Writing description is hard for me. When I first drafted Partner Pursuit, I had a sentence that she stepped out into the crowded New York City sidewalk. My editor said, “everybody says that about New York streets. What do you see when you go out on the street? Or maybe it shouldn’t be crowded.” At first, I tried an uncrowded street scene, but usually NYC streets are crowded at rush hour, so that didn’t work for me. It also felt flat.
I read Write Away by Elizabeth George, and she explained how she describes places by going to real places and taking detailed notes so that she is not just describing from her imagination. Following her advice, when I walked around the streets of NYC, I took notes and thought about how I could describe them in a unique way. Another helpful tip is that setting should be active and to think of the setting as its own character.
Finally, the description of setting should convey something about the character. How the protagonist experiences the setting also gives details about her character. A Writer’s Guide to Active Setting by Mary Buckham was another helpful book which gave brilliant examples of this. For example, the protagonist’s room being messy or utterly neat will convey a different take on her personality.
And so, the final version of that sentence became: “She merged into the throngs of suits heading for the subway station. Black sedans were double-parked, waiting to pick up the office escapees. Her phone buzzed. Watching where she was going, so she kept pace with the fast-moving current of New Yorkers, she read the text from Winnie: Need to talk ASAP. Just stopped by office. She side-stepped out of the herd and stood off by the curb.”
I hope this is useful.
Publication Date: October 18, 2021
When a workaholic lawyer meets a fun-loving music marketing executive for opposites attract, friends-to-lovers adventures, which partnership will she choose?
Workaholic lawyer Audrey Willems is not going to take any chances with her bid to become a partner at her New York law firm—especially with only six months until the decision.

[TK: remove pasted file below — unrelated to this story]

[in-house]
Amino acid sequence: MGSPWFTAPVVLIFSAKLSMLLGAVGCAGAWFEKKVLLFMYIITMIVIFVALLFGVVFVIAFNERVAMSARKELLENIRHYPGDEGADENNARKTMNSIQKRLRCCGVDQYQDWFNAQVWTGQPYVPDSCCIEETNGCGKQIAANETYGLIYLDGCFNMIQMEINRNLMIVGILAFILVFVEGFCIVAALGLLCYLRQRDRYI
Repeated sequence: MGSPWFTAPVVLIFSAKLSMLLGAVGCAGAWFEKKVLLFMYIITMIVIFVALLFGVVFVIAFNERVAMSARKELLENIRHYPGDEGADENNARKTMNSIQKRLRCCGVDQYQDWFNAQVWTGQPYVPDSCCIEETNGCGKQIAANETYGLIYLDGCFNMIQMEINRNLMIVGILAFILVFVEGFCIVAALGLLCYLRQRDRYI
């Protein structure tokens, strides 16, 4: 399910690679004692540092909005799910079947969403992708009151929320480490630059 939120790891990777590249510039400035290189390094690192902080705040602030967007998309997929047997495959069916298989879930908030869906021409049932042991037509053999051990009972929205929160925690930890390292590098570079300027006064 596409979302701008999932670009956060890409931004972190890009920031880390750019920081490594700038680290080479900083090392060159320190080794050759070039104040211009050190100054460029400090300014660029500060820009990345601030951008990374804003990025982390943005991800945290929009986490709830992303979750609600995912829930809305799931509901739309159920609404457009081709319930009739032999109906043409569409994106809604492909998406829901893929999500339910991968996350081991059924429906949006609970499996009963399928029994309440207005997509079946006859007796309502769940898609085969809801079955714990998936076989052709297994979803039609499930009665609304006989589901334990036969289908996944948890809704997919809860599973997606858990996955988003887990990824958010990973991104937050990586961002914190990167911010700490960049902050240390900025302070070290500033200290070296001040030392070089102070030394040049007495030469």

Until she bumps into Jake—her new neighbor.
Jake is a fun-loving music marketing executive who might just be The One.
He’s funny, caring, supportive—and able to kill water bugs in the bathroom.
But Jake will never date a woman married to her job. His father was a workaholic lawyer who never had time for family.
And she’s just got the case of a lifetime—the one she needs to win to make partner. Working 24/7 at the office may not even be enough hours to pull off a victory.
If only she had not met him now.
Audrey is determined to prove that she can juggle work and romance—even if managing court cases, candlelit dinners, and bike rides around Manhattan is a lot harder than it looks. She keeps canceling dates for yet another case crisis.
But when making partner is like a game of musical chairs and the last seat is a business-class alone, which partnership will she choose?
Kathy Strobos will be awarding a $30 Amazon or Barnes & Noble gift card to a randomly drawn winner via Rafflecopter during the tour.
Kathy Strobos is a writer living in New York City with her husband and two children, amid a growing collection of books, toys and dollhouses. She grew up in New York City and graduated from Stuyvesant High School and Harvard-Radcliffe University magna cum laude. She previously worked as a lawyer. She left law to pursue her dream of writing fiction full-time and getting in shape. She is still working on getting in shape.
October 18: Literary Gold
October 18: Long and Short Reviews
October 19: Fabulous and Brunette
October 20: Read Your Writes Book Reviews
October 21: Lisa Haselton’s Reviews and Interviews
October 22: Gina Rae Mitchell – review
October 25: All the Ups and Downs
October 26: Sandra’s Book Club – review only
October 26: Lisa’s Reading
October 27: Novels Alive
October 28: Rogues Angels
October 28: The Avid Reader
October 29: Harlie’s Books – review